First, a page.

Stamford Kids Cook Up Their Own Thanksgiving Meal

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The Stamford Boys and Girls Club had its second annual Thanksgiving feast Wednesday afternoon. Photo Credit: Anthony Buzzeo
The meal was made by the older kids and served to the younger ones before getting to eat it themselves. Photo Credit: Anthony Buzzeo

STAMFORD, Conn. — Fresh vegetables, turkey and smiles filled the tables at the Stamford’s Boys and Girls Club as kids served and ate the Thanksgiving dinner they helped make Wednesday.

“Everyone will be leaning back with a full belly,” Jessica Anderson, 13, said as she sliced vegetables.

“I know it’s going to be good because we all helped to make it,” said Jasmine Garcia, 13, adding she loves to cook anyway and was glad she could do it for the students at the club.

With the help of volunteers and staff members, the older students, like Jasmine and Jessica, prepared the meal Monday and Tuesday after school, not only to teach them how to cook, but also so they learn a valuable life lesson.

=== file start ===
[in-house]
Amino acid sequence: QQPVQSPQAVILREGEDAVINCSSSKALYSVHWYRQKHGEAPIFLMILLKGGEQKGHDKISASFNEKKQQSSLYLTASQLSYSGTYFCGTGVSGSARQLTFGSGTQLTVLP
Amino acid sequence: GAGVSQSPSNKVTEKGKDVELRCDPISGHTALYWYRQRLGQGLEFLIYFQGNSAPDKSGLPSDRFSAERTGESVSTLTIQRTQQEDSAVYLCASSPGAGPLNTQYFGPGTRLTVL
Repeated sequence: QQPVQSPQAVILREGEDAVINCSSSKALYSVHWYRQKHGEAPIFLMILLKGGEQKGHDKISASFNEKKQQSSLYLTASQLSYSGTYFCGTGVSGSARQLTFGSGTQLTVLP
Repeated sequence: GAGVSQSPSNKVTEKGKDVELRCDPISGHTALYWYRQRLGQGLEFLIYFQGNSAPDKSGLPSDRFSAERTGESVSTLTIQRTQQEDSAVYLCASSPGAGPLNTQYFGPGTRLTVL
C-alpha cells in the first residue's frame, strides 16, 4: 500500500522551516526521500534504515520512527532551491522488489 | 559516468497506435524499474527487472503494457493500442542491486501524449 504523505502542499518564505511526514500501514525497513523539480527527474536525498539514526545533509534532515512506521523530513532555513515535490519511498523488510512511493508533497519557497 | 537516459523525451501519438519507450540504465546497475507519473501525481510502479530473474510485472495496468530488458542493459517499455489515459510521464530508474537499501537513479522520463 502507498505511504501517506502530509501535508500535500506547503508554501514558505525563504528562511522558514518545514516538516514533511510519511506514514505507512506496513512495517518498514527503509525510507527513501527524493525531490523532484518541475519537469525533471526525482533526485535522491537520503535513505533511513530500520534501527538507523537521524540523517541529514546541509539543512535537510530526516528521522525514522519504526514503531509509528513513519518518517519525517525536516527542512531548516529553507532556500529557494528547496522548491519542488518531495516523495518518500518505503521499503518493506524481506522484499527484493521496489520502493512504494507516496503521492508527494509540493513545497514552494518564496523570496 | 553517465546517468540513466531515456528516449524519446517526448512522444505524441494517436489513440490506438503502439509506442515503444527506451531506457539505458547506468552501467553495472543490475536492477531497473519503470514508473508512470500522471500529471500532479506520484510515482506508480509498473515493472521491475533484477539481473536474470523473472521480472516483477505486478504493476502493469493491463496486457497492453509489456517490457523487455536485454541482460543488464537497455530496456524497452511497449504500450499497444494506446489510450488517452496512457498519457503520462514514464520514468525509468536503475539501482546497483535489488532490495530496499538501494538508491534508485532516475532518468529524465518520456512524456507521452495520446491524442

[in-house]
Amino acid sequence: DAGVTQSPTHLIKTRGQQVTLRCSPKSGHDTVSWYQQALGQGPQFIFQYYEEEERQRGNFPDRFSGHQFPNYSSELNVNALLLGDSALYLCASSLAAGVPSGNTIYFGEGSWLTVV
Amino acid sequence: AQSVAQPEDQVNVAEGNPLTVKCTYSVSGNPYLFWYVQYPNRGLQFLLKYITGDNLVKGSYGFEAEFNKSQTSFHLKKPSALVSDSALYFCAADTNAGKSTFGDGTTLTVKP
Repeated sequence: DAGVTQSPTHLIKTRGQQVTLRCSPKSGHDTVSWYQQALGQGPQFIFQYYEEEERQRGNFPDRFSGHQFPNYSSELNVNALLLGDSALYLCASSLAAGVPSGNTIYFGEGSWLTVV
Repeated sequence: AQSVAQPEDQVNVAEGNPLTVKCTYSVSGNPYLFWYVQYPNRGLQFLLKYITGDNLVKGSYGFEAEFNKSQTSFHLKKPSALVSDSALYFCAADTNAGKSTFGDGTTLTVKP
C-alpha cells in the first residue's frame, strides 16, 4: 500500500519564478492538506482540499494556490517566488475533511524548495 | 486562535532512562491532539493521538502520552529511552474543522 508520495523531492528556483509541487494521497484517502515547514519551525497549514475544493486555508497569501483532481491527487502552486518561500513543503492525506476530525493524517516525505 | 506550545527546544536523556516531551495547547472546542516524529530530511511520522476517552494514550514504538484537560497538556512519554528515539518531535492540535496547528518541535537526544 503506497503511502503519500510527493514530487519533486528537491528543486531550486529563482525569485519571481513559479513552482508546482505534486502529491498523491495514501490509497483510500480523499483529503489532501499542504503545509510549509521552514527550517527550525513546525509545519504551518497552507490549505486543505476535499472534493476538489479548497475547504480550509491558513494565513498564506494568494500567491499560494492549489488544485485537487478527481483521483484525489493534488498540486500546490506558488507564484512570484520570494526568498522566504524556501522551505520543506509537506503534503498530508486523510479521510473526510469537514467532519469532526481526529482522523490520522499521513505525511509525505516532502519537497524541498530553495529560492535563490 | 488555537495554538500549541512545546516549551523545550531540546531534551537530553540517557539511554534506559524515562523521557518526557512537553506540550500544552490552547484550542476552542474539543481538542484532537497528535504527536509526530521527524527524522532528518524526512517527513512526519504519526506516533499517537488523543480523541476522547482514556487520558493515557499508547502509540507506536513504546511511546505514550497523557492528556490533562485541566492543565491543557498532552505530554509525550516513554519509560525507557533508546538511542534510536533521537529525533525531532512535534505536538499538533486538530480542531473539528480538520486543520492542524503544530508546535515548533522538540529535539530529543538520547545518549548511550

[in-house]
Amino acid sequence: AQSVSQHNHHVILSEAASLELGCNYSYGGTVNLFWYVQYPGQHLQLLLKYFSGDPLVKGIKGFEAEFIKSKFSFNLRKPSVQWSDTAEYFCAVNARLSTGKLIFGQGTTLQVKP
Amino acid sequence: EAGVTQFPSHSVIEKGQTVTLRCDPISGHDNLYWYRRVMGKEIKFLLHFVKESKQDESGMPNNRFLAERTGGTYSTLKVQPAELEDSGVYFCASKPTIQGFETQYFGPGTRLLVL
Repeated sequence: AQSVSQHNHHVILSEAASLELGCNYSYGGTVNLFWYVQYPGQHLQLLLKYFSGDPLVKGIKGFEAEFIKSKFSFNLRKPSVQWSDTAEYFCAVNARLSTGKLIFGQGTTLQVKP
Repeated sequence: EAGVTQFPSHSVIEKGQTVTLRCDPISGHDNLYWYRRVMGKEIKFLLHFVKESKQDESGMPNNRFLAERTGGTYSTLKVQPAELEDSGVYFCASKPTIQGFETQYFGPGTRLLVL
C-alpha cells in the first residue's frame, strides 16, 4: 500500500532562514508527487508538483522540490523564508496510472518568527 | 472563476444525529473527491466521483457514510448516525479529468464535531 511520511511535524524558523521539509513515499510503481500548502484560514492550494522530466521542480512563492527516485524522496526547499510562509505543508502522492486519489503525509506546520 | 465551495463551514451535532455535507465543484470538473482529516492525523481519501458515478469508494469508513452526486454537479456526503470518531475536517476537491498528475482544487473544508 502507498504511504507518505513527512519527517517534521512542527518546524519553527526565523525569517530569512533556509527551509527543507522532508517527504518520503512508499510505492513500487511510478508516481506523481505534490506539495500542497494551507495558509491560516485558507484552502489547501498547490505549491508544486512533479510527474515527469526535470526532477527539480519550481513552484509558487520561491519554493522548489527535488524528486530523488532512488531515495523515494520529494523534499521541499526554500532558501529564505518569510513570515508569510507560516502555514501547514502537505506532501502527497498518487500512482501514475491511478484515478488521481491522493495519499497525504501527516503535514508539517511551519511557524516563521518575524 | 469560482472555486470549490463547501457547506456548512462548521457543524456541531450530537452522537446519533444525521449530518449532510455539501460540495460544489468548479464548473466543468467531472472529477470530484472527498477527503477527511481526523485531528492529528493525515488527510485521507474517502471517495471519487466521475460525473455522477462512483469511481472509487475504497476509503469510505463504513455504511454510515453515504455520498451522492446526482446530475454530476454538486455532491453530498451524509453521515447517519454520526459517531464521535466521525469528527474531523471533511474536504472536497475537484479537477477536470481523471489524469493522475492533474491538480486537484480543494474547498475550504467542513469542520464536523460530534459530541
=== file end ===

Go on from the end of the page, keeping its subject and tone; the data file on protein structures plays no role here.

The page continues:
“Part of livf is not only taking, but giving,” Michael Cotella, executive director of the Stamford Boys and Girls Club said.

The organization also hosted the Thanksgiving feast because it works to have a family atmosphere, and the staff feels it’s important to celebrate the holiday at the club, Cotella said. He added there are many kids that come from low-income families who will not have a traditional Thanksgiving dinner.

“It’s a sad commentary, but it’s the truth,” he said.

In addition to volunteers coming from all over the community to help the kids prepare and serve the food, a lot of the food and drinks were donated by local companies, said Ken Salem, director of Grant Writing.

“We couldn't be happier,” he said. There was enough food to be able to serve the expected 250 to 300 guests, made up of kids at the club, parents and family members, and others from the community. 

This is the second year the club has hosted the holiday meal and is a result of the Healthy Habits Nutrition program in which the kids partake. The program helps teach kids about nutrition, cooking and exercise. 

“Before they know it, they are eating beets and all these things they didn't think they’d eat,” Salem said of the program being able to offer healthy alternatives.

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